I’ve only been to Indian casinos in Arizona, but I’ve never seen one which offered craps. Is it just because of the large area and staffing needs that the game isn’t profitable enough when they could have a row of slot machines there? Is it because of the low house edge? Are there actual laws prohibiting craps?
I’ve also never seen a roulette table, but I’ve seen the video version. I assume the video one is there because it is less expensive for the casino and not because of any laws prohibiting a physical roulette wheel.
Here in California they do have real roulette at the Indian casinos but the version of craps they have is something weird that is done with cards. My understanding is that there is indeed a law preventing the game in the Indian casinos here that I’m guessing the Las Vegas casinos had a hand in creating/lobbying to prevent competition, but that’s just speculation on my part. Meanwhile, when the Indian craps games originally came out, the local Barona casino had four tables at one point, but the popularity has dropped off quite a bit, and now I only see one. Something about the house having to deal the cards rather than you throwing the dice really takes away from the fallacy the player has some control over it and ruined the game.
I wonder if it’s not that slot machines are one of the more profitable endeavors for casinos. They don’t take up much space, they work 24/7 shifts without complaint. I’ve heard that they represent more than 50% of the revenue for a casino.
Some places only offer video gaming machines because it is part of the state lottery system, really no different then scratch off lottery tickets, just with another ‘face’ on it. Perhaps you are in a area that the state lotto is the only gambling allowed, which would rule out human run games such as craps and roulette.
That’s surprising, because when I went to Casino Niagara a few months ago, they did have a big ol’ craps table with dice. I thought about placing a bet, but it was busy and confusing, and no matter how long I waited for one particular ‘point’ to end it never did.
So I lost around eighty bucks on the roulette table instead.
Looks like it varies according to where you are. At the Silverstar/Golden Moon casinos in Philladelphia, MS, there is craps, roulette, blackjack, three card poker etc, same as you’ll find in any other casino in the area. The only real difference is that the Indian casinos have the dealer stand on a soft 17 in blackjack, where most other places have the dealer hit a soft 17.
I know that in California, card games were classified as “games of skill.” That allowed some cities to establish card parlors. These rules seem to have carried over into the Indian Gaming compacts, so you’ll see slots (which required a special exemption), poker, blackjack and the like, but no craps or roulette.
Yes, IIRC it’s a quirk of California gaming law that games of chance cannot be decided by rolling dice. So here’s what they do: Take two sets of cards from A-6. Shuffle up each set and set them down in two rows of 6. Shooter rolls the dice. Say he rolls a 4 on one dice and a 2 on the other. Flip over the fourth card on the first set of cards. Flip over the second card on the second set of cards. Whatever number comes up on the cards is what you actually rolled. So if the first card is a 6 and the second card is an Ace, you just rolled a 7. Where I played they had the cards and the particular die color-coded. It’s sort of odd rolling the dice, then waiting for them to flip the cards over to see what you rolled.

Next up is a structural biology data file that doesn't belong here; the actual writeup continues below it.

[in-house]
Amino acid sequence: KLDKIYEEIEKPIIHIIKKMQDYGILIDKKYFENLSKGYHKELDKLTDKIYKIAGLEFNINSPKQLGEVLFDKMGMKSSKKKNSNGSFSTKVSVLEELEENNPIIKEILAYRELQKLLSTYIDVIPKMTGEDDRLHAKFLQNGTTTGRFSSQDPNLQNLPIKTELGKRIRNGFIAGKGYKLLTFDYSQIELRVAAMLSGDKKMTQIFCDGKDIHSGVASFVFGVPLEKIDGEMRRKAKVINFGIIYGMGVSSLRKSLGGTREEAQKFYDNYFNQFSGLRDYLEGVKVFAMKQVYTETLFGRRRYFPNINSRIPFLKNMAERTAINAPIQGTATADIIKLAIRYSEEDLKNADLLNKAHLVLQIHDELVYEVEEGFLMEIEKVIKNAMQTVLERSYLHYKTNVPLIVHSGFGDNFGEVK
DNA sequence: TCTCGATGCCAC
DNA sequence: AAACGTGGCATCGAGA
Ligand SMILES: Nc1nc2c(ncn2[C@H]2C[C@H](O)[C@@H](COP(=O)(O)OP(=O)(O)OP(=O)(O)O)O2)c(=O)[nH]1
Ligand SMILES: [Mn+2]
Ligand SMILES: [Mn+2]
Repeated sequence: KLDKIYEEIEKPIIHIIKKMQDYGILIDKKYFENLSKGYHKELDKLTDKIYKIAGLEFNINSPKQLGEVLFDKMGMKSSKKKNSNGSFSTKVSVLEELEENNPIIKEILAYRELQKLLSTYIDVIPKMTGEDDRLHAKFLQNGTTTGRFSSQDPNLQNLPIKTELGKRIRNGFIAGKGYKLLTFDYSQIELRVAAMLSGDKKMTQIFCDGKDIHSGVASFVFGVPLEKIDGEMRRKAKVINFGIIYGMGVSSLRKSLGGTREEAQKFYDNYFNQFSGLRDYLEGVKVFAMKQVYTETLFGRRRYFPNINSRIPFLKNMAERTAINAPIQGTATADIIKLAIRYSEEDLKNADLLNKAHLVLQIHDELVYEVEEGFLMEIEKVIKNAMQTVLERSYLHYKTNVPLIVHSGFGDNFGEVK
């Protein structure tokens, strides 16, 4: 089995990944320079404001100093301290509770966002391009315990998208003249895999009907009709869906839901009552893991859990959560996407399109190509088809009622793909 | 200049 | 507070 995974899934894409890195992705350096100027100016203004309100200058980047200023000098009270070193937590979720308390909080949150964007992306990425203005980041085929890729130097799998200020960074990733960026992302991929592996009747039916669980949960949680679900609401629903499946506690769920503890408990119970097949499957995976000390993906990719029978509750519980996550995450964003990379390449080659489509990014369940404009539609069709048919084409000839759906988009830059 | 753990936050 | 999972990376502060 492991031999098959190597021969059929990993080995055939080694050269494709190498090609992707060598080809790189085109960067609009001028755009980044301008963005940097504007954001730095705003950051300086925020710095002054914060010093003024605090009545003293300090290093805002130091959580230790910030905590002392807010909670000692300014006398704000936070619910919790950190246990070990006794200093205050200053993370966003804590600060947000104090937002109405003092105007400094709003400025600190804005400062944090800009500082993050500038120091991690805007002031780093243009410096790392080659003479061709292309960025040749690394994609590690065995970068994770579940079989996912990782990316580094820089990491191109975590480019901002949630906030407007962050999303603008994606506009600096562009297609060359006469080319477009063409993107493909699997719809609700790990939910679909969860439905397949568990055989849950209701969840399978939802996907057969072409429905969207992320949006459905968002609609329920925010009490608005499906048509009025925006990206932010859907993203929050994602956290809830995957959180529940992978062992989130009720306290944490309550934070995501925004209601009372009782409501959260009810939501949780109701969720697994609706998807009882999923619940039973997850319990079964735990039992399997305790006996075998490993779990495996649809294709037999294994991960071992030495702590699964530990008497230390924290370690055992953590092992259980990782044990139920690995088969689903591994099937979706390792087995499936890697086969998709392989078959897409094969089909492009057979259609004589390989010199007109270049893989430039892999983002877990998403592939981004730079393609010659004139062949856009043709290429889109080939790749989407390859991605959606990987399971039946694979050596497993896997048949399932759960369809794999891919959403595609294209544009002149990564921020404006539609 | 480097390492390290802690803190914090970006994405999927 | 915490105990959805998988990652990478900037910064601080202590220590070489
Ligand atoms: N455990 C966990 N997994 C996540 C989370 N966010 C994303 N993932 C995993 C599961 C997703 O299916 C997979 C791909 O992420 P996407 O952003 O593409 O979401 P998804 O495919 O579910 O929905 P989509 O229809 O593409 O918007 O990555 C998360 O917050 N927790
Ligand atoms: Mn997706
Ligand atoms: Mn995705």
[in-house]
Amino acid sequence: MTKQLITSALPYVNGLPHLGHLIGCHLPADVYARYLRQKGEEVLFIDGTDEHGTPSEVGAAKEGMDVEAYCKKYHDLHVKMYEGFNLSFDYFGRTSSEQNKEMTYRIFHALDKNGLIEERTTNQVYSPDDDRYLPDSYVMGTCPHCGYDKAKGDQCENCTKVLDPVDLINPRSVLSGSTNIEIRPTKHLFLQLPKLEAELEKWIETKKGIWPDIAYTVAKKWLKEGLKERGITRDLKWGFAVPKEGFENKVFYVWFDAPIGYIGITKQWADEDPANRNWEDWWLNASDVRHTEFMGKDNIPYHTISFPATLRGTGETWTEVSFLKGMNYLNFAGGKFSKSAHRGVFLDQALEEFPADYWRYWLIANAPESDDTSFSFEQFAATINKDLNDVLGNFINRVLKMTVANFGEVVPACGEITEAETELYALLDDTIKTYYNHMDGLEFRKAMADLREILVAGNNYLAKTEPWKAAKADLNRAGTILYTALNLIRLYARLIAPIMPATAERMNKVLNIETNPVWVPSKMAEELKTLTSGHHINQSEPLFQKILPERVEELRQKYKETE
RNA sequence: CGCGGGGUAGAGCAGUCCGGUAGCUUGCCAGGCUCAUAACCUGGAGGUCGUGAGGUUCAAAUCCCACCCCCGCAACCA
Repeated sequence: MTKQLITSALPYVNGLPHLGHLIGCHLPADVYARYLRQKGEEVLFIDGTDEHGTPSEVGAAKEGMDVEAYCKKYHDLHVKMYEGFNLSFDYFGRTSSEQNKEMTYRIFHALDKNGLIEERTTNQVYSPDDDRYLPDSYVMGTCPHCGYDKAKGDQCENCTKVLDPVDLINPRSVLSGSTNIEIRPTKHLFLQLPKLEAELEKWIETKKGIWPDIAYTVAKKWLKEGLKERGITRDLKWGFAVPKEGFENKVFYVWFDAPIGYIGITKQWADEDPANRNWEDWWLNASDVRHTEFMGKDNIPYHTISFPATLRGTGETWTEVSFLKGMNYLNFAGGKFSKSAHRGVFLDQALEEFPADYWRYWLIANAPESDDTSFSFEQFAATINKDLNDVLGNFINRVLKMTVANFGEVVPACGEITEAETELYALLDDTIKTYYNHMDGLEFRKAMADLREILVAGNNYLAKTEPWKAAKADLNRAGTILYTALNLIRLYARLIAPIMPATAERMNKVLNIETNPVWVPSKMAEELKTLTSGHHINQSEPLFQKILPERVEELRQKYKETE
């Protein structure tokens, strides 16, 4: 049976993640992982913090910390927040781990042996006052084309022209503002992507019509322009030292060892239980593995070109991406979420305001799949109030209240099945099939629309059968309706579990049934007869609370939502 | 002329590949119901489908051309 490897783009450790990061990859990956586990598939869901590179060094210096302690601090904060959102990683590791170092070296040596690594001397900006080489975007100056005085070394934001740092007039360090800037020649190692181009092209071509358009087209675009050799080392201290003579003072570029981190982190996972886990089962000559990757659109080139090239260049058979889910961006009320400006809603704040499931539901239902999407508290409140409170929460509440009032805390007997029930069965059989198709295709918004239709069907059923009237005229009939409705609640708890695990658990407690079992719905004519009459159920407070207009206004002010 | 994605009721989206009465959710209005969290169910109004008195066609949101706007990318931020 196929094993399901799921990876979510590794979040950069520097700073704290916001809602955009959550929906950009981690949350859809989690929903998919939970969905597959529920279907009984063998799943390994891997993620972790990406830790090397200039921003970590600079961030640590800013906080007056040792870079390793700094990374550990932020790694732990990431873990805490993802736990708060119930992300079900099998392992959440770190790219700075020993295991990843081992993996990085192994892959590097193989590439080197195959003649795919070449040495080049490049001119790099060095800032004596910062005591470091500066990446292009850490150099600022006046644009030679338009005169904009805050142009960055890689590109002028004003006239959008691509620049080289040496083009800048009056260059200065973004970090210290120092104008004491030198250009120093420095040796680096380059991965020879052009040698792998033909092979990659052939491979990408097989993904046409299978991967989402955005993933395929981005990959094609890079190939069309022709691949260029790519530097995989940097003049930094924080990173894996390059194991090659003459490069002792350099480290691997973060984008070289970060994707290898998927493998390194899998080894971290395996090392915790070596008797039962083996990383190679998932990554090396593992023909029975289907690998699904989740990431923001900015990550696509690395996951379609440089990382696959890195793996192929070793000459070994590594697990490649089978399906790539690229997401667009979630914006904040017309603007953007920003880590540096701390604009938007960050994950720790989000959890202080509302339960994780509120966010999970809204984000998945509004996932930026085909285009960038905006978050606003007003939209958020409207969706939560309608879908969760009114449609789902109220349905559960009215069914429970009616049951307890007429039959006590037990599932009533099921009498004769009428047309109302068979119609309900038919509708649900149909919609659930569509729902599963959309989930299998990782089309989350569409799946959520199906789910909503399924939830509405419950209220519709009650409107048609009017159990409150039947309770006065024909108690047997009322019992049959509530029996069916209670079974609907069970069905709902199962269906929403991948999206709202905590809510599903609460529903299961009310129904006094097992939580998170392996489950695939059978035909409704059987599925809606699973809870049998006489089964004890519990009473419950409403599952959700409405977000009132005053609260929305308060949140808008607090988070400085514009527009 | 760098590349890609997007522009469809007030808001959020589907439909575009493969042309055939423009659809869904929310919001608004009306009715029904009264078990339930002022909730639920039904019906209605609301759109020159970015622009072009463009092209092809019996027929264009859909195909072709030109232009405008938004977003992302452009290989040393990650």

Aside from that little quirk, it’s just plain old craps.’
They use two decks of card with all the sevens through face cards removed. There are enough of every other number to simulate the roll of a die. The players bet normally, then the dealer turns over a card from each deck, representing the numbers on a faces of a pair of dice.
eta: ninjaed by Dr. Who.
Our digital version of this popular game includes live dealers, real chips, a six deck shoe, and Las Vegas rules to create an exciting table games experience for our guests.
AL has Bingo Casinos. All games that Appear to be anything else is Bingo, with a lot of window dressing.
The “Slots” have gone so far as to have two screens per machine, one at sitting eye level, one at 8 feet or so. The top machine plays [and automatically daubs] bingo cards. The second eye level screen shows reels, for entertainment purposes only.
On Monday, August 9, 2010, VictoryLand Greyhound Park was faced with being illegally raided by the Governor’s illegal gambling task force. One can simply type our name into any popular search engine and follow the on-going shenanigans and threats by the state’s self-appointed Czar. The Alabama Supreme Court ruled that such action by the Governor’s office was based simply and solely on the “opinion” of the Governor. Without going into the details of this madness; VictoryLand, along with other facilities, have been forced to either close or reduce operation. With that said, effective with the reopening on Thursday, August 12, 2010 VictoryLand is currently operating as a pari-mutuel only facility with live greyhound wagering along with simulcast greyhound and thoroughbred wagering from facilities throughout America.
In short, blame the laws. Reservation Law, County Law, or State. Laws give casinos an inch, and they eke out every last foot of their mile, tweaking and stretching the math, bells and whistles to approximate the real deal. More often than not, they are dead on with the odds of Las Vegas games, they just take the scenic route to get there.
Of course an Indian Casino isn’t bound by State Law, but there is often a set of treaties and deals that limit their games. It’s very much to the Tribes advantage to not piss the State off. For example, generally you’d want roads going into your tribal lands, eh?